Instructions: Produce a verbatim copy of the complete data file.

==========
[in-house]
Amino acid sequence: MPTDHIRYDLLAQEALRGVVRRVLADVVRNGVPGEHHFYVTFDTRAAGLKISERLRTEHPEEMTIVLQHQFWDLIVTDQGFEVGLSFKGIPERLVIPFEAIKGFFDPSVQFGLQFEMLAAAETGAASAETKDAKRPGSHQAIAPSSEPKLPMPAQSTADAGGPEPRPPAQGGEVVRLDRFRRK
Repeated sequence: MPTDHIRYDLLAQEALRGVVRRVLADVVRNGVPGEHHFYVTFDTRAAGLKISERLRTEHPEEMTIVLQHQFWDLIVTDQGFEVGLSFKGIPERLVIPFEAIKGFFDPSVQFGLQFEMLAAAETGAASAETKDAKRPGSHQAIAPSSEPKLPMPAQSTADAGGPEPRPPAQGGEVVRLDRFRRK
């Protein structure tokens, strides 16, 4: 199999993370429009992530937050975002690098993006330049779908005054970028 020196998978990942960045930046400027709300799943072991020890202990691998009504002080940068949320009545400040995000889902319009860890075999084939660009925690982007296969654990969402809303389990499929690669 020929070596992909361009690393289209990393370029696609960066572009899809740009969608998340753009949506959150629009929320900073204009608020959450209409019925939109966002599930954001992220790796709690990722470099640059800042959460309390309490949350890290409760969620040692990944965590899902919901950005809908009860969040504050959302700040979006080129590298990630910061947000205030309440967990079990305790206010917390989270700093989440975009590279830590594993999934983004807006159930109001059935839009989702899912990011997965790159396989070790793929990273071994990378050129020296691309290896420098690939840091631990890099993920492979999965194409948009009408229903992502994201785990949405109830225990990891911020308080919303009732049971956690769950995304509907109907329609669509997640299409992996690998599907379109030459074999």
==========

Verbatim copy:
[in-house]
Amino acid sequence: MPTDHIRYDLLAQEALRGVVRRVLADVVRNGVPGEHHFYVTFDTRAAGLKISERLRTEHPEEMTIVLQHQFWDLIVTDQGFEVGLSFKGIPERLVIPFEAIKGFFDPSVQFGLQFEMLAAAETGAASAETKDAKRPGSHQAIAPSSEPKLPMPAQSTADAGGPEPRPPAQGGEVVRLDRFRRK
Repeated sequence: MPTDHIRYDLLAQEALRGVVRRVLADVVRNGVPGEHHFYVTFDTRAAGLKISERLRTEHPEEMTIVLQHQFWDLIVTDQGFEVGLSFKGIPERLVIPFEAIKGFFDPSVQFGLQFEMLAAAETGAASAETKDAKRPGSHQAIAPSSEPKLPMPAQSTADAGGPEPRPPAQGGEVVRLDRFRRK
């Protein structure tokens, strides 16, 4: 199999993370429009992530937050975002690098993006330049779908005054970028 020196998978990942960045930046400027709300799943072991020890202990691998009504002080940068949320009545400040995000889902319009860890075999084939660009925690982007296969654990969402809303389990499929690669 020929070596992909361009690393289209990393370029696609960066572009899809740009969608998340753009949506959150629009929320900073204009608020959450209409019925939109966002599930954001992220790796709690990722470099640059800042959460309390309490949350890290409760969620040692990944965590899902919901950005809908009860969040504050959302700040979006080129590298990630910061947000205030309440967990079990305790206010917390989270700093989440975009590279830590594993999934983004807006159930109001059935839009989702899912990011997965790159396989070790793929990273071994990378050129020296691309290896420098690939840091631990890099993920492979999965194409948009009408229903992502994201785990949405109830225990990891911020308080919303009732049971956690769950995304509907109907329609669509997640299409992996690998599907379109030459074999």